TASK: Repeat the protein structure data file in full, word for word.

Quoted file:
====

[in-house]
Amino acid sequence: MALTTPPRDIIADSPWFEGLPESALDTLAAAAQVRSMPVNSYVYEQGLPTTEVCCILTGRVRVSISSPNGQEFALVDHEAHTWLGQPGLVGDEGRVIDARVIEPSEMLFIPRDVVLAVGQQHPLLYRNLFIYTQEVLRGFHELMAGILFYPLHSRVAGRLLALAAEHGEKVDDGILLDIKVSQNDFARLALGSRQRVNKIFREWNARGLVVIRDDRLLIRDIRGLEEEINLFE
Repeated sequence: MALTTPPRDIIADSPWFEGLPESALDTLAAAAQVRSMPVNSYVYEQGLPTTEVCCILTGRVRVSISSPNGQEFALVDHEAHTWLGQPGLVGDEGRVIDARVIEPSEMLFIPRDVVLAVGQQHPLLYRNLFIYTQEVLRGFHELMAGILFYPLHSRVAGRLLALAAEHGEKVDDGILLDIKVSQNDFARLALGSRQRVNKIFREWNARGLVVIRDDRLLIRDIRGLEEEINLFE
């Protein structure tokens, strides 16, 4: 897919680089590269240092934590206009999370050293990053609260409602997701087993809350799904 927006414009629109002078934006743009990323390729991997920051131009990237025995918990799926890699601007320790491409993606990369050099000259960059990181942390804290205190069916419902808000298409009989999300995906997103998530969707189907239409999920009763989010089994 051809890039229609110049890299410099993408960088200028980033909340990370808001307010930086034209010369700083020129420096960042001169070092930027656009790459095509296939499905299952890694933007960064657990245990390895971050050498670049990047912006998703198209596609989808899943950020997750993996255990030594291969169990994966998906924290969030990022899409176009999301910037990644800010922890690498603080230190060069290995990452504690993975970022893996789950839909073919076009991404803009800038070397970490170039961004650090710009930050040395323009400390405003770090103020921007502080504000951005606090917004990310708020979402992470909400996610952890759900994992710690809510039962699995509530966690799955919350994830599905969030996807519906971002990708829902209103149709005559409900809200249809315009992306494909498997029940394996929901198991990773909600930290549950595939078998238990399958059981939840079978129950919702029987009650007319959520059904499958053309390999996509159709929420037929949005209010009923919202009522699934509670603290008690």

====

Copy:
[in-house]
Amino acid sequence: MALTTPPRDIIADSPWFEGLPESALDTLAAAAQVRSMPVNSYVYEQGLPTTEVCCILTGRVRVSISSPNGQEFALVDHEAHTWLGQPGLVGDEGRVIDARVIEPSEMLFIPRDVVLAVGQQHPLLYRNLFIYTQEVLRGFHELMAGILFYPLHSRVAGRLLALAAEHGEKVDDGILLDIKVSQNDFARLALGSRQRVNKIFREWNARGLVVIRDDRLLIRDIRGLEEEINLFE
Repeated sequence: MALTTPPRDIIADSPWFEGLPESALDTLAAAAQVRSMPVNSYVYEQGLPTTEVCCILTGRVRVSISSPNGQEFALVDHEAHTWLGQPGLVGDEGRVIDARVIEPSEMLFIPRDVVLAVGQQHPLLYRNLFIYTQEVLRGFHELMAGILFYPLHSRVAGRLLALAAEHGEKVDDGILLDIKVSQNDFARLALGSRQRVNKIFREWNARGLVVIRDDRLLIRDIRGLEEEINLFE
């Protein structure tokens, strides 16, 4: 897919680089590269240092934590206009999370050293990053609260409602997701087993809350799904 927006414009629109002078934006743009990323390729991997920051131009990237025995918990799926890699601007320790491409993606990369050099000259960059990181942390804290205190069916419902808000298409009989999300995906997103998530969707189907239409999920009763989010089994 051809890039229609110049890299410099993408960088200028980033909340990370808001307010930086034209010369700083020129420096960042001169070092930027656009790459095509296939499905299952890694933007960064657990245990390895971050050498670049990047912006998703198209596609989808899943950020997750993996255990030594291969169990994966998906924290969030990022899409176009999301910037990644800010922890690498603080230190060069290995990452504690993975970022893996789950839909073919076009991404803009800038070397970490170039961004650090710009930050040395323009400390405003770090103020921007502080504000951005606090917004990310708020979402992470909400996610952890759900994992710690809510039962699995509530966690799955919350994830599905969030996807519906971002990708829902209103149709005559409900809200249809315009992306494909498997029940394996929901198991990773909600930290549950595939078998238990399958059981939840079978129950919702029987009650007319959520059904499958053309390999996509159709929420037929949005209010009923919202009522699934509670603290008690």